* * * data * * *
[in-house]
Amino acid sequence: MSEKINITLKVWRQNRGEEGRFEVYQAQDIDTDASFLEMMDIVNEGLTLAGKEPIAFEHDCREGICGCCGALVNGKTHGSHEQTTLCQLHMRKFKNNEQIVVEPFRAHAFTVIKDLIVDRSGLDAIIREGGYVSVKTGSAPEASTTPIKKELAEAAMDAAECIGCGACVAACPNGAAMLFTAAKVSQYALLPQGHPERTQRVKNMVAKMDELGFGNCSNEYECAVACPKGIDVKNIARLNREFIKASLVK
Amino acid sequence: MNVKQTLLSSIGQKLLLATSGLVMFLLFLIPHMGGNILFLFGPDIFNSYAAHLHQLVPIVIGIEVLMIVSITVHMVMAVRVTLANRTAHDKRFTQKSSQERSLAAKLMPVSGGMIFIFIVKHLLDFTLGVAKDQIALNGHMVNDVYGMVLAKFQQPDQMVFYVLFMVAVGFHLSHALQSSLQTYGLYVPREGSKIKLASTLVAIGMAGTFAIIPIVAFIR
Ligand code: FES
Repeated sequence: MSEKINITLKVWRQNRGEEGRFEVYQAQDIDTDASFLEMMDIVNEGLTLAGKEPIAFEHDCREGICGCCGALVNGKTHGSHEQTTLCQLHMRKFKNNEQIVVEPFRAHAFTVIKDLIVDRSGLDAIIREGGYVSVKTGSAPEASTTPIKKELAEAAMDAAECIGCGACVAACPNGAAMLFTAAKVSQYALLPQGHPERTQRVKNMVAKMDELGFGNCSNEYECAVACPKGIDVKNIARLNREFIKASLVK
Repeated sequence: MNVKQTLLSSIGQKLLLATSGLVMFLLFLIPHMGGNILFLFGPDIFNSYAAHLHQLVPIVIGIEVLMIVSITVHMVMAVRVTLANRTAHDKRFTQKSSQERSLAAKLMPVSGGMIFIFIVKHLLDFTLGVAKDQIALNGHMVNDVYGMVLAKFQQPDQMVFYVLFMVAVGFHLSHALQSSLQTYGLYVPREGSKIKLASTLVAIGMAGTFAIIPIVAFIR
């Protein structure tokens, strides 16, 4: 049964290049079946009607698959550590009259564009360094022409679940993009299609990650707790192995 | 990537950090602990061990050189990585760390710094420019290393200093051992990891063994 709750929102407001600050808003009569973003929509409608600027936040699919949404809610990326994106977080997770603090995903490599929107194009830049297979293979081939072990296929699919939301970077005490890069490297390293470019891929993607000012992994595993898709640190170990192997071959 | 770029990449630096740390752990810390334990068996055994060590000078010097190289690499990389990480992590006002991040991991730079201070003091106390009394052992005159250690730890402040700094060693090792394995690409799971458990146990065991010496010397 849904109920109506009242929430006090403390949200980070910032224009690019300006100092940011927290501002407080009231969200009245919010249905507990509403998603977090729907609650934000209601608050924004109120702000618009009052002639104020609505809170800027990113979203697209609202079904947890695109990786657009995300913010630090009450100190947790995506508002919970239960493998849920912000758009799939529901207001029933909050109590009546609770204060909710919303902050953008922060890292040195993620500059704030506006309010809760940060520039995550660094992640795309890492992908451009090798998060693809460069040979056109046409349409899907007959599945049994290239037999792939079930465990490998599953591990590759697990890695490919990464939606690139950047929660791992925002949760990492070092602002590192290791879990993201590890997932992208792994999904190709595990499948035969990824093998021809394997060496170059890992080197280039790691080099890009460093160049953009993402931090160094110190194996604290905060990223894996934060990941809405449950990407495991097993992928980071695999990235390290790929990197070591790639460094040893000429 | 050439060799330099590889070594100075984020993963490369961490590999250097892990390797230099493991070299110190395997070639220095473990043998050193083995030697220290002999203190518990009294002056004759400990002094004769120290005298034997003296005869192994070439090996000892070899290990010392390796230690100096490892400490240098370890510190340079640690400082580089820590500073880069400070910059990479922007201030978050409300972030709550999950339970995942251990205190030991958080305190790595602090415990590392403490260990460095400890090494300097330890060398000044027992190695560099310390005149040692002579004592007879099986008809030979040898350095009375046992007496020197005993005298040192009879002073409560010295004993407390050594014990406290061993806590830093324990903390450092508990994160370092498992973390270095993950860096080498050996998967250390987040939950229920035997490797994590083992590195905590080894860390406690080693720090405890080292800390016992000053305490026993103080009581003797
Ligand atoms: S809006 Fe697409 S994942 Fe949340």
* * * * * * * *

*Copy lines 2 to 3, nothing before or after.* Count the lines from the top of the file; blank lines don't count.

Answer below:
Amino acid sequence: MSEKINITLKVWRQNRGEEGRFEVYQAQDIDTDASFLEMMDIVNEGLTLAGKEPIAFEHDCREGICGCCGALVNGKTHGSHEQTTLCQLHMRKFKNNEQIVVEPFRAHAFTVIKDLIVDRSGLDAIIREGGYVSVKTGSAPEASTTPIKKELAEAAMDAAECIGCGACVAACPNGAAMLFTAAKVSQYALLPQGHPERTQRVKNMVAKMDELGFGNCSNEYECAVACPKGIDVKNIARLNREFIKASLVK
Amino acid sequence: MNVKQTLLSSIGQKLLLATSGLVMFLLFLIPHMGGNILFLFGPDIFNSYAAHLHQLVPIVIGIEVLMIVSITVHMVMAVRVTLANRTAHDKRFTQKSSQERSLAAKLMPVSGGMIFIFIVKHLLDFTLGVAKDQIALNGHMVNDVYGMVLAKFQQPDQMVFYVLFMVAVGFHLSHALQSSLQTYGLYVPREGSKIKLASTLVAIGMAGTFAIIPIVAFIR